Tuesday, July 19, 2016

For Military Pug Wife - Small Winged Memories

I'd already posted today, but then I read the post from our friend

who normally has us snorting wine and tea out our nose but tonight had me in tears with her heartfelt post. I immediately thought of this, but it's WAY to long to leave as a comment, so I'm just putting up here, hoping it will help dry those tears.

CHAPTER 14 - Scraps of Time (From The Book of Barkley, Outskirts Press 2014)

Most of my things were packed up and in the moving truck.  A few things were going into the car to make the drive to the new home in another state, things I would not want to get lost.  In addition to Mom’s cookbooks, there are a few pictures for the mantle, some fragile dishware and some photo albums, one of which is the album I stumbled across the other day.  As Barkley snoozed, uneasily, not understanding what is happening, I thumbed through it.  Barkley was not the only one uneasy.  Was I up to the task of caring for Dad in his impending grief and declining health, if that was what he wishes?  As a child, I might have prayed about it, but as I went into adulthood, I seemed to have fallen away from that, recognizing God, just not particularly familiar with him anymore, like a childhood friend one remembers fondly, but doesn’t look up when in town.

I opened up the book. There was a lifetime in those photos, all of the people in them, except my dad, long gone.  The photos lay there on my table now, expended laughter and human touch--spent shades of eternal desires within mortal hearts, captured in a moment of time.  How many times have I been in his house and not closely looked at them?

We miss so much as we rush through life, here or there. We race as if headed south before that first icy blast of winter, race with silent feathering of rigid wing, so driven in that instinctual quest for something, that we miss the perfect sanctuary standing in stark relief against the failing sky. We fly to work, to home, to heartache, with hurried pace, and as if we functioned in a steadfast conviction that time were an illusion.

In our flight, we often soar blindly, missing cues, missing direction.

There is another photo, but one I only carry in my head.  It is of a ruined house that stood near a tiny little farmhouse in the Southern plains, where I lived when I was a young bride, barely out of my teens. The newer home was likely built right next to it; the owners either too broke or weary to tear the original down. You see homes like that, rising gaunt against overgrown thickets, abandoned, left to sky and soil.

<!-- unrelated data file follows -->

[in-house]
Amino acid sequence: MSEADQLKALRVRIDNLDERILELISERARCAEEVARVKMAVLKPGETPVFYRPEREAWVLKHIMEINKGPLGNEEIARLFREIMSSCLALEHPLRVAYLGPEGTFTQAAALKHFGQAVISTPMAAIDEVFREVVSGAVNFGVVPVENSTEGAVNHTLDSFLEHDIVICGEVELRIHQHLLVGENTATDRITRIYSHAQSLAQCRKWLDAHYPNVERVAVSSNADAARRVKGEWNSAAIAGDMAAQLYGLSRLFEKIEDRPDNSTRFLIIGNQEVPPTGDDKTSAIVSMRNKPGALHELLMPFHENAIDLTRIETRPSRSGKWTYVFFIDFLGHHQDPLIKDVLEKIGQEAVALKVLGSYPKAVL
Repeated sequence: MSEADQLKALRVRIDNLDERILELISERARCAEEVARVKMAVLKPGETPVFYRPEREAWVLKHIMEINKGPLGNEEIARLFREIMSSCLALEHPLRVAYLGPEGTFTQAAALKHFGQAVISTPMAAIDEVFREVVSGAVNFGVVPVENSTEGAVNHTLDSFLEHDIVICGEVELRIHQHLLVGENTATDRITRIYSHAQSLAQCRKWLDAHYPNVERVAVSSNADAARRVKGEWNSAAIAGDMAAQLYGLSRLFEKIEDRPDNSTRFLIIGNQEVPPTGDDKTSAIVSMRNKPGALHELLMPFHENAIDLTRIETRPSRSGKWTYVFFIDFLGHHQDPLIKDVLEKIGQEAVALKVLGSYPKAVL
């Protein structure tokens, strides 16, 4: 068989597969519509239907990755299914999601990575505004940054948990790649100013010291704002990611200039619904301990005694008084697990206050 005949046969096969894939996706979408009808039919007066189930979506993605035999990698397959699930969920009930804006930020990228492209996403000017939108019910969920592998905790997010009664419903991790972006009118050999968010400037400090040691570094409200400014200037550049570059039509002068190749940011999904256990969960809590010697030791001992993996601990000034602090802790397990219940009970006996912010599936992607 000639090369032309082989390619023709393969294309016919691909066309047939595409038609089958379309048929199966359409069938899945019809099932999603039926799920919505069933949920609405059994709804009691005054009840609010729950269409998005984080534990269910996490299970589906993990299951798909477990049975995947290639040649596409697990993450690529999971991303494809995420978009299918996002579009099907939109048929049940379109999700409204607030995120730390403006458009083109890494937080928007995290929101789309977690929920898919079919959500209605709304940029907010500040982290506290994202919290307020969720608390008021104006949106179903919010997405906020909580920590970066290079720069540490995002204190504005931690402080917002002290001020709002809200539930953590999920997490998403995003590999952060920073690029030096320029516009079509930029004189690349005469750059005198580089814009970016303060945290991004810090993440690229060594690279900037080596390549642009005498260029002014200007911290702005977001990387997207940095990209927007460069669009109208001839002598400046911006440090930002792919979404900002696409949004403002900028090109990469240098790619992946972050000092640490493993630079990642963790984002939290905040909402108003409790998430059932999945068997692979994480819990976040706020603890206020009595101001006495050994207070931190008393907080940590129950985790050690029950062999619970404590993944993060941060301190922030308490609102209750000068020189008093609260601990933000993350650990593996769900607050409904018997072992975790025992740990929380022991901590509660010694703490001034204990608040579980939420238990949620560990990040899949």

I noticed it because of the trees planted between my house and its remains, the branches now growing through openings in the roof of the original homestead, time and decay dissolving its structure. I softly approached it one day. I was alone, placing my steps carefully among the footprints of invisible deer, which left their mark on beds of slain flowers. As I entered what was once the main living area, I was careful not to fall through rotten floors, just to take a look at something I'd lived near and never noticed.

From the trees, I noticed the fledgling leaves lying as hands against the roof of the house, the branches jutting into splintered form, rain coming inside, streaming flatly upon the driving air, moving in. Squatter’s rights. Ruin, mold, rot was evident in everything, yet something caught my eye, a glint. It was a doorknob made of glass, sparkling even under the layer of dirt that had settled on everything. Probably a wedding gift for a bride from back East, who had come to this house in the 1800s when it was built.

I took it, and cleaned it off and set it where it could be admired. How long did it lie there, disregarded upon its possession?  A hundred years? I'll never know. It is simply one of those little things, important things, owned but not cherished, allowed to gather dust and never truly seen.
It was on my last visit to Dad's to inform him of the move and the house I intended to purchase for us, when I thought of this again. I was out behind his house, clearing out some downed limbs. My eyes were constantly on the move, watching for places I may stumble and fall. How well though, do I see the world, in what is so familiar to me? A thunderstorm stirred overhead, one rather late for this time of year, when snow was spotting the ground. The air smelled of a burnt match, my form creating unpalatable shadows against a stand of trees.  Up ahead there was a flash of light, a rumble of thunder, the sound not racing away in a flash of its own, but ringing in my ears, as if the sound had congealed in the air, waiting to be found.